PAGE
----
Massachusetts Gas Disaster

By: Kaylee Verhoeven

On September 18th, 2018, in the Merrimack Valley in Northeastern Massachusetts, work crews for the Columbia Gas Company were in the final stages of replacing cast iron pipes (that date back to the early 1900's) with a new set of plastic gas-distribution pipes. What those workers didn't realize was that they needed to not only switch out the pipes but to also switch the sensors. To regulate the pressure in this old school system, control system sensors were placed inside the pipes and the data was then sent back to the regulators. By cutting off the valve the control system saw pressure falling in the old pipes, so it opened up the regulator. In mere moments the natural gas supply lines pressure soared thus making pilot lights into blow torches and stove gas burners into towering infernos.

One person lost their life, dozens were injured and over a hundred structures were damaged. Through the evening emergency crews responded to approximately 80 fires. Gas services were shut off to 8,600 customers, to avoid igniting any lingering gas, which of course caused an evacuation and a state of emergency was declared.

Columbia gas took over the locally owned gas company but moved the monitoring system to Ohio. This move was probably done to save money, money which should have been spent on a corresponding control system to allow Ohio monitors to shut off regulators and valves remotely. Presumably, this company has completed this type of work before, so you would hope that the technicians and definitely the supervisor would realize that by not changing the sensors at the same time as the pipes, disaster could strike. Every technician can't know enough to design an entire system, that's what engineers are for, but techs and supervisors should know the basic technology they are working on.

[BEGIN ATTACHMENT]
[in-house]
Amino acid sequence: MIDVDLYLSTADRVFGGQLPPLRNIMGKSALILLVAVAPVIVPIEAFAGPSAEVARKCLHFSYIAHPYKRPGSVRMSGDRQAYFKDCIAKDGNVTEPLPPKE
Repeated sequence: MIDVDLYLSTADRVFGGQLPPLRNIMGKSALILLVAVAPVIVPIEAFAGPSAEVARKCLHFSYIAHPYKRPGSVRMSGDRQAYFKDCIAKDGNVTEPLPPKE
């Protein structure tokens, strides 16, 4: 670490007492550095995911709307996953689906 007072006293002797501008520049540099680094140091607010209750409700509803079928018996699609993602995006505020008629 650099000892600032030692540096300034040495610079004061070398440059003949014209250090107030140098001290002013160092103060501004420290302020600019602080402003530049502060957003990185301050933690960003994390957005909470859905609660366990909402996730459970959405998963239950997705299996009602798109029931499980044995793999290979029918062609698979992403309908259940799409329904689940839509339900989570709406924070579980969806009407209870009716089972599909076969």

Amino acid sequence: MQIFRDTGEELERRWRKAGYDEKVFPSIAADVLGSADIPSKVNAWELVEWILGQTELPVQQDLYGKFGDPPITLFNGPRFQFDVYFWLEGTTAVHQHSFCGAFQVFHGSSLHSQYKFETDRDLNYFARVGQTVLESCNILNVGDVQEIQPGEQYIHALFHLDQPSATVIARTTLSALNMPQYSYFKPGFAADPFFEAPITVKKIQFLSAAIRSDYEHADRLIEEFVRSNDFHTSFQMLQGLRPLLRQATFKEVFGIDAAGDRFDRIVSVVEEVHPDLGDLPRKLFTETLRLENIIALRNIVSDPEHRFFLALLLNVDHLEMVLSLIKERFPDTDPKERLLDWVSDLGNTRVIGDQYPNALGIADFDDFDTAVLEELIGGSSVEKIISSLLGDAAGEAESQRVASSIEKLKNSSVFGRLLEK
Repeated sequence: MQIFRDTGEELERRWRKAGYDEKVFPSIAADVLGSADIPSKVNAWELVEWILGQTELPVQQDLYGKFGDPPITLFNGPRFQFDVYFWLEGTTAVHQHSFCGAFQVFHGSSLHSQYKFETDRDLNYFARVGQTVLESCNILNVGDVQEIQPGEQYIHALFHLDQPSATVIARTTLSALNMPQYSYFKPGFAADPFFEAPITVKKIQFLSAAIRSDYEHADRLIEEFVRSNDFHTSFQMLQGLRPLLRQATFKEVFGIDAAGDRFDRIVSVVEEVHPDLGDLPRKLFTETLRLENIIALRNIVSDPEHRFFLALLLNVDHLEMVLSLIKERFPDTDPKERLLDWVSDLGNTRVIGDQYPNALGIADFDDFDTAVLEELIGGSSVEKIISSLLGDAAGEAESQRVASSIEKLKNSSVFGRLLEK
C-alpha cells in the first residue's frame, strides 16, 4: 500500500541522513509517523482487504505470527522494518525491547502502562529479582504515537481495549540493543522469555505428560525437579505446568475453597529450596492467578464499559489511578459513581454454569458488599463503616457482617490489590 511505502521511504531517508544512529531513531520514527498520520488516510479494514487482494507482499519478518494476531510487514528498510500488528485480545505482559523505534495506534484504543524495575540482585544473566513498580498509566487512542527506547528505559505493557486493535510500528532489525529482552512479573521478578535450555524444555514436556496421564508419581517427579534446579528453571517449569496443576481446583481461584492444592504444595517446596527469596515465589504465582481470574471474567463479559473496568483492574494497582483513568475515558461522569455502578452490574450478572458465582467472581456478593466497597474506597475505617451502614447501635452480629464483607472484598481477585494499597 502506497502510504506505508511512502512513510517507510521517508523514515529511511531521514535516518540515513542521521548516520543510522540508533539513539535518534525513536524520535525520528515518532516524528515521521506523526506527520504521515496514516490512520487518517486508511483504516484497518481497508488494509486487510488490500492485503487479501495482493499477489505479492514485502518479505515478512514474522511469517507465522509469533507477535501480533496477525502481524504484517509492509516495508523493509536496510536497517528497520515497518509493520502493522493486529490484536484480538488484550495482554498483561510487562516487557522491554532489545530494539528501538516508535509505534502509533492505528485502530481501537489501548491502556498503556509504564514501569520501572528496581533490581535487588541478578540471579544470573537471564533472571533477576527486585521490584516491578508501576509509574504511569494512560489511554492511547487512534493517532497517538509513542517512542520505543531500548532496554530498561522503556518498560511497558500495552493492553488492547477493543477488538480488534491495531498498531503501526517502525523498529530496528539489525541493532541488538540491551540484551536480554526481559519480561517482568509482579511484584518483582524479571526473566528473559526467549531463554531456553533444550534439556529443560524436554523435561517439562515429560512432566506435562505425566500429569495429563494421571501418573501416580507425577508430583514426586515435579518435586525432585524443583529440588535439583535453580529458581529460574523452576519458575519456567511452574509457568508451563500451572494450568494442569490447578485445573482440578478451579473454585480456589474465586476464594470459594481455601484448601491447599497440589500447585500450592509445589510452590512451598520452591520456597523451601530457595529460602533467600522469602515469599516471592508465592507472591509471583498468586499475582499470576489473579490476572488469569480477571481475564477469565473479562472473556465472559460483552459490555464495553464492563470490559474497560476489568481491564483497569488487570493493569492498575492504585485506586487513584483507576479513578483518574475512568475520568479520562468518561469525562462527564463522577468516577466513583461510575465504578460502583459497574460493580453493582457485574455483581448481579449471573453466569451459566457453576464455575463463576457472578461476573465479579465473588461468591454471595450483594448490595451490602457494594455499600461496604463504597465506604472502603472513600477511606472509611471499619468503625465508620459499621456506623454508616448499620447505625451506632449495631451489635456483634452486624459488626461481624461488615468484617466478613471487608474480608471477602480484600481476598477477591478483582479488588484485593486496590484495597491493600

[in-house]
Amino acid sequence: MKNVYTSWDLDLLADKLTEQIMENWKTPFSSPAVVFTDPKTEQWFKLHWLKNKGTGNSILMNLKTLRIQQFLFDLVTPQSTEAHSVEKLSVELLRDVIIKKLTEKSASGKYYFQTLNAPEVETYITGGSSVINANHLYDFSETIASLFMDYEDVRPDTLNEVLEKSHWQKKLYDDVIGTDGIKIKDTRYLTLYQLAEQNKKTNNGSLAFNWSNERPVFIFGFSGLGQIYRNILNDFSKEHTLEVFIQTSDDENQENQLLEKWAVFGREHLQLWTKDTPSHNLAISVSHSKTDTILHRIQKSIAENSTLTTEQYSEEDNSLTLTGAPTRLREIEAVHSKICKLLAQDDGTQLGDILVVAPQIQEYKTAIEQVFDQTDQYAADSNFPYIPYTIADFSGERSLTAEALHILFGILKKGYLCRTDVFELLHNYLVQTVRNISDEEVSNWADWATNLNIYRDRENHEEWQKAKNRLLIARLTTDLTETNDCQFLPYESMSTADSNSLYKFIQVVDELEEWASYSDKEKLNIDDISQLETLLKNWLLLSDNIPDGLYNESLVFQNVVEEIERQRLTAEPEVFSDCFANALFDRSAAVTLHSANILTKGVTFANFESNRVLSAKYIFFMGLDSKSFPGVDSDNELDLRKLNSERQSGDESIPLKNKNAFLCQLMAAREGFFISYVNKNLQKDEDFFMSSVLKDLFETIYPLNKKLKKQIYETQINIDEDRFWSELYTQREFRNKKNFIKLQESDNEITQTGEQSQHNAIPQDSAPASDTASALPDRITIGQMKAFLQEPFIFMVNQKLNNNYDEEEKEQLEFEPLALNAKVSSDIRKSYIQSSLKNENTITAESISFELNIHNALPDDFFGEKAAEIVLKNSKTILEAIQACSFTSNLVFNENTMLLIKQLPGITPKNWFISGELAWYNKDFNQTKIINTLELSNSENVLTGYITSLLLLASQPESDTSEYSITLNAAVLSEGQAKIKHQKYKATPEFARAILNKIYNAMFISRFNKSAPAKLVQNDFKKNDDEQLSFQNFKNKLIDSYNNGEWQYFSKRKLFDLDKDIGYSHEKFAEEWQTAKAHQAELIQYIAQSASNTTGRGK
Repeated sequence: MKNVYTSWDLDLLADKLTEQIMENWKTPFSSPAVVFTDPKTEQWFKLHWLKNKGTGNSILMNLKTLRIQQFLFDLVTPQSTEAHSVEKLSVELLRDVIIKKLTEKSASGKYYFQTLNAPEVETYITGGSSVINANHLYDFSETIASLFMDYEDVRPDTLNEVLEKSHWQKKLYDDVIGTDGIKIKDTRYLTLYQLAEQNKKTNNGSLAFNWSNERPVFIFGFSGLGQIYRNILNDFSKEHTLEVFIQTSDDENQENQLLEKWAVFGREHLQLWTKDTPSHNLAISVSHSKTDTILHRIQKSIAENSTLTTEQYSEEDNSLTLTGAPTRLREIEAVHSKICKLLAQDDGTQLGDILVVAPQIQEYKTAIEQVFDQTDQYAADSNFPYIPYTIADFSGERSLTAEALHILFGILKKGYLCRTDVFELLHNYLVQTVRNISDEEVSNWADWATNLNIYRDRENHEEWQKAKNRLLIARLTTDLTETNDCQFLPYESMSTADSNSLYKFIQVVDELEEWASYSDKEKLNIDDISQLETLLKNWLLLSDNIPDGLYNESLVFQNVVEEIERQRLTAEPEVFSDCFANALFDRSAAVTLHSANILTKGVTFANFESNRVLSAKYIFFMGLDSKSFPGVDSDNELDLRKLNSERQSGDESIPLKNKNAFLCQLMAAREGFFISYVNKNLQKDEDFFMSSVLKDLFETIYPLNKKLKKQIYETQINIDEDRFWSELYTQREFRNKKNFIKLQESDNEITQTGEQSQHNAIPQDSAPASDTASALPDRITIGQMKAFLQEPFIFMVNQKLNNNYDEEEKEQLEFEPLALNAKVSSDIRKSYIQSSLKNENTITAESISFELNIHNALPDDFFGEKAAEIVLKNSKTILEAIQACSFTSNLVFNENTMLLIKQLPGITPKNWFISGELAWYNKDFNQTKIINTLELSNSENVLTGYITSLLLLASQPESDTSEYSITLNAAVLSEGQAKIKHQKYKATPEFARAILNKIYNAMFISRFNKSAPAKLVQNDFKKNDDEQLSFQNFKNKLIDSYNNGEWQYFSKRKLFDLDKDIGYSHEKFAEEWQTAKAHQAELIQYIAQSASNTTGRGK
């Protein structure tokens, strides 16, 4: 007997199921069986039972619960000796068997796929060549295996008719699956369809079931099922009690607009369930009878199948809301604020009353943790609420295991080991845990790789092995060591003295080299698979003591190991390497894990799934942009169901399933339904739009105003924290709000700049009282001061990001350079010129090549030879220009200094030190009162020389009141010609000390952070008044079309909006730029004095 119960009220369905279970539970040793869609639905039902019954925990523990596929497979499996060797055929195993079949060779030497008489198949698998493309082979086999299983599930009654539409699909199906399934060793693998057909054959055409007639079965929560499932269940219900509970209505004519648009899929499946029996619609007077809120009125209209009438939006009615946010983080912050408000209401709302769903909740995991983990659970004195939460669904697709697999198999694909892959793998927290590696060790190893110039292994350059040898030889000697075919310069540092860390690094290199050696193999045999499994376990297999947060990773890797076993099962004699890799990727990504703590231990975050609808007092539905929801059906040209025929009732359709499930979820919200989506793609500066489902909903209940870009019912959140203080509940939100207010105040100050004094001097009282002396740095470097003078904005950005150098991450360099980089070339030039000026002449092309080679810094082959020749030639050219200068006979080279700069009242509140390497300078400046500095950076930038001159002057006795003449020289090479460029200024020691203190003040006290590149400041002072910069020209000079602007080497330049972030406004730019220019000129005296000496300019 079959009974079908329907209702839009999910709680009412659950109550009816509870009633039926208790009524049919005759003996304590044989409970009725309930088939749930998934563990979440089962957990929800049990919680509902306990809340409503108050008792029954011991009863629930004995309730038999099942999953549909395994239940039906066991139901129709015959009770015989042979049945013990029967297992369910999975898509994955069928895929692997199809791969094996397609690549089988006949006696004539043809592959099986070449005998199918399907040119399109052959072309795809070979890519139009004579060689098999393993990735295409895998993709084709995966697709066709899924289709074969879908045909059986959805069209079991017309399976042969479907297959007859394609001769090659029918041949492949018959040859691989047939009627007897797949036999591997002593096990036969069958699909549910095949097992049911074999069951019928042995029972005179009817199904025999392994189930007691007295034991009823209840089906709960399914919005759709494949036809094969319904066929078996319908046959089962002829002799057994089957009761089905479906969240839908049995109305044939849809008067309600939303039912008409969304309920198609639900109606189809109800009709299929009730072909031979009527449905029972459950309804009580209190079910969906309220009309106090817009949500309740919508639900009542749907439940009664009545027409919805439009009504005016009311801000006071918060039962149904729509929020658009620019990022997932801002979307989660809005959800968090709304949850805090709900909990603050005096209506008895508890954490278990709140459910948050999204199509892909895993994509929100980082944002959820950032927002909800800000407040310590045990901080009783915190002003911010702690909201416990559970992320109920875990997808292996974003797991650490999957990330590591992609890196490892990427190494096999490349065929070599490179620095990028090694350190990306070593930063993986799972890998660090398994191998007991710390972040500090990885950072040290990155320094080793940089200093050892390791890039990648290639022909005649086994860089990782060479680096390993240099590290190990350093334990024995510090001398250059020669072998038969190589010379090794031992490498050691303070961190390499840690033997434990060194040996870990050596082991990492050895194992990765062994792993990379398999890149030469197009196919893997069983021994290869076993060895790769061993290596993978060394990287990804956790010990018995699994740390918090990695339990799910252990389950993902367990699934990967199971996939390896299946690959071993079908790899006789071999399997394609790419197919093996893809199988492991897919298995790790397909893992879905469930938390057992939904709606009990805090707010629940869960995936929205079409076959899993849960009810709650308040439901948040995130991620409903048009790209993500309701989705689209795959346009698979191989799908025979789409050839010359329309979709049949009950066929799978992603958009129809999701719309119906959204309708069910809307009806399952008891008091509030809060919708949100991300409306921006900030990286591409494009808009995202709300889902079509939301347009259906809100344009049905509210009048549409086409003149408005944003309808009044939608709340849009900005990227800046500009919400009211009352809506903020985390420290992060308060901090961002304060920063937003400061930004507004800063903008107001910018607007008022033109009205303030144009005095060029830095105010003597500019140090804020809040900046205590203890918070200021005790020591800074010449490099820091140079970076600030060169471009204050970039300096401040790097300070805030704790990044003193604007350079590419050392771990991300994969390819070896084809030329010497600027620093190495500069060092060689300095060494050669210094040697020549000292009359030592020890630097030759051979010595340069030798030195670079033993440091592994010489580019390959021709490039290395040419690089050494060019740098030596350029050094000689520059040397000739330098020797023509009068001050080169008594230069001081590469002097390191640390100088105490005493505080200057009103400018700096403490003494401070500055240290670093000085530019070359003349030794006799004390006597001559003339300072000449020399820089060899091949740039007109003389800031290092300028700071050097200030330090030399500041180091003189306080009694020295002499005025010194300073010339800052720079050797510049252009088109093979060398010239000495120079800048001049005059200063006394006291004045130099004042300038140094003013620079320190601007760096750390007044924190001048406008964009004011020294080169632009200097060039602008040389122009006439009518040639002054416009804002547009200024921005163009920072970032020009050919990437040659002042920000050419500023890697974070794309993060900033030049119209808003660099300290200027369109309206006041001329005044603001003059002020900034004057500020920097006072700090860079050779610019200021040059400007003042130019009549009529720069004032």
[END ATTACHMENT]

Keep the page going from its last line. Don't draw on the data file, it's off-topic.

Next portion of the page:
Since the disaster in September, many Columbia Gas customers are still without gas. The company's deadline was in November but has recently been pushed to December 16th. It's safe to say Columbia Gas will be paying for this mistake for a very long time, unfortunately so will the residents of Northeastern Massachusetts.

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